(1969 / Port Elizabeth)

Time Running Across the Night

To watch Sitti Hoca set
her mouth and write her name
in a new script, to see
her comb wool sheared
from a sheep in Kurdistan, washed
five times, on metal teeth, then take
a wooden stick capped
with a metal hook, fit
one piece of the soft mass
to the hook and pull
with the fingers a thinning strand, rub
the long stick upwards
along her thigh and release
it to twirl the thinning mass
into thread, is to see
time made by hand.

With the fingers she counts
the steps back
to the beginnings of things,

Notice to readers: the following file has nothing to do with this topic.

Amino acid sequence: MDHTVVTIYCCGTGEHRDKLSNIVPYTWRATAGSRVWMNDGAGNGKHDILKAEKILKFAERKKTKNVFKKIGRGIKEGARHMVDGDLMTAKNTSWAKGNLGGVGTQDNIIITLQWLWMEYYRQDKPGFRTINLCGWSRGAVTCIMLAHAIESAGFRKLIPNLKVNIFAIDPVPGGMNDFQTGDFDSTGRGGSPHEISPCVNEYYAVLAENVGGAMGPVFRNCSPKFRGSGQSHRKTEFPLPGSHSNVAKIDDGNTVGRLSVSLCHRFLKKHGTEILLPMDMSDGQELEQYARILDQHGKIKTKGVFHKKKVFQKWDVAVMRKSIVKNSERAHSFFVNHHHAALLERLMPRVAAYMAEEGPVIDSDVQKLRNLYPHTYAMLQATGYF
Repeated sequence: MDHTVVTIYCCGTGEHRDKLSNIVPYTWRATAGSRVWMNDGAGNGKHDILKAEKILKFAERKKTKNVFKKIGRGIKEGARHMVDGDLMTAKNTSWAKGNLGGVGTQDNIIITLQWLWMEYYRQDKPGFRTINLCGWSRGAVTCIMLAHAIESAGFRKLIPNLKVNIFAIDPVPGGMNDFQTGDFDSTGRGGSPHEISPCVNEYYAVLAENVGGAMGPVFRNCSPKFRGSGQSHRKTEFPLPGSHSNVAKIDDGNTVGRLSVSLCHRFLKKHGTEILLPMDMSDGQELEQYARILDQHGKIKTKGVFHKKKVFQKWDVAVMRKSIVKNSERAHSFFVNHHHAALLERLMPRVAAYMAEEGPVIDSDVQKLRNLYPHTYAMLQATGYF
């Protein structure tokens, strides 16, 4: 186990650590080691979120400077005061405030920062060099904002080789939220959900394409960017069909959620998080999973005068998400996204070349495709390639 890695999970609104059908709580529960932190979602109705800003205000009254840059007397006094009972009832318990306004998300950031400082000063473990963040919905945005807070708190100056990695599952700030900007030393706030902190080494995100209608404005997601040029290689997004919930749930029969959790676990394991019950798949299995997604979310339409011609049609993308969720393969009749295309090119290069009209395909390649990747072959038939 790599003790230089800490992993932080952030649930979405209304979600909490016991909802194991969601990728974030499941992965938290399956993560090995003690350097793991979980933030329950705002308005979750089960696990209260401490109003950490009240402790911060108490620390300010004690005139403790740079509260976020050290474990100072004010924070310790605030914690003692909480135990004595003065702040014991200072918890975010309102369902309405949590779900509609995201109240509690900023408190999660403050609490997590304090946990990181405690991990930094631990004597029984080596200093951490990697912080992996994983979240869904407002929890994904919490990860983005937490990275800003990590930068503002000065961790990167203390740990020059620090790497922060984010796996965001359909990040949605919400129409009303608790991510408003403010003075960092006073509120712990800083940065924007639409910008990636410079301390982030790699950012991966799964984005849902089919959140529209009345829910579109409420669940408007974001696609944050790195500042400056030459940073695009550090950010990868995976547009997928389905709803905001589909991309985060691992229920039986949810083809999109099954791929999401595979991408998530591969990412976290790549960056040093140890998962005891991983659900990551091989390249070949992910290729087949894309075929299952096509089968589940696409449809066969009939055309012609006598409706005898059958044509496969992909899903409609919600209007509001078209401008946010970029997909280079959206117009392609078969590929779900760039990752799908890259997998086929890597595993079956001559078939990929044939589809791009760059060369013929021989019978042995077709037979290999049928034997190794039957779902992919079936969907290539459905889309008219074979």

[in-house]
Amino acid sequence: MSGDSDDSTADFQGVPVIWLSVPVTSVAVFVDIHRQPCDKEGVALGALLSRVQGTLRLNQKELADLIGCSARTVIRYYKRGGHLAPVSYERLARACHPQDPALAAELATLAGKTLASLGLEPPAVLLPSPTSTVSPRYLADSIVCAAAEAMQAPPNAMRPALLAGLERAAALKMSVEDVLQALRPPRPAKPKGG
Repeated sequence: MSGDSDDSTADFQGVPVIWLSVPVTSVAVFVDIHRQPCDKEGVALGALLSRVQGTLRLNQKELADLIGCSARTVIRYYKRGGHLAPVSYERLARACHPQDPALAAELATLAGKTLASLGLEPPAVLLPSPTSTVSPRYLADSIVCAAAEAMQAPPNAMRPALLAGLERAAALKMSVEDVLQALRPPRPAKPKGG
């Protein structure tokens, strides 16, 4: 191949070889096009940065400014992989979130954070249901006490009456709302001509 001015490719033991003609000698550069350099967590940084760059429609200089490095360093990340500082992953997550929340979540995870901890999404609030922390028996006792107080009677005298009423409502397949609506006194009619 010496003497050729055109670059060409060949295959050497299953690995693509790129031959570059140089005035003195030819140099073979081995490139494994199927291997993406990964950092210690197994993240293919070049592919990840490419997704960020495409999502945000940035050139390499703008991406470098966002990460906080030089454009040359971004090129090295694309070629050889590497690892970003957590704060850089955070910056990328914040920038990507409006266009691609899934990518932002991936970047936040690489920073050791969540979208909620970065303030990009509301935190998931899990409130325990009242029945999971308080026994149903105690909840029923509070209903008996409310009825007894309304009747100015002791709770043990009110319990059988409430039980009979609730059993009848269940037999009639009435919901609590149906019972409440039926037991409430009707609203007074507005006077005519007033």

the sheep on dry hills
while war wages over names
and borders.� And despite that,
the shearing and spinning and weaving -
in nomadic lives, all the names
for time and permanence.

On the mats beneath her feet weave
patterns named
stalk of grain,
throat of the wolf,
the evil eye,
love's hook.

I meet her in the Ethnographic Museum in Stockholm.
Europe made its certainties through leaving
and bringing back its coffers full of evidence.
Sitti Hoca is a refugee.
Europe has brought its losses home.

The patterns from the north of Sweden look
like those from the Kurdish hills, evidence
not of one consciousness flowing
through us all but, in a mat
that takes a month to weave, time running
across the night while the wolves come
over the horizon.� In the plane of thread, catching
love's brief solace
in the permanence of the fingers.

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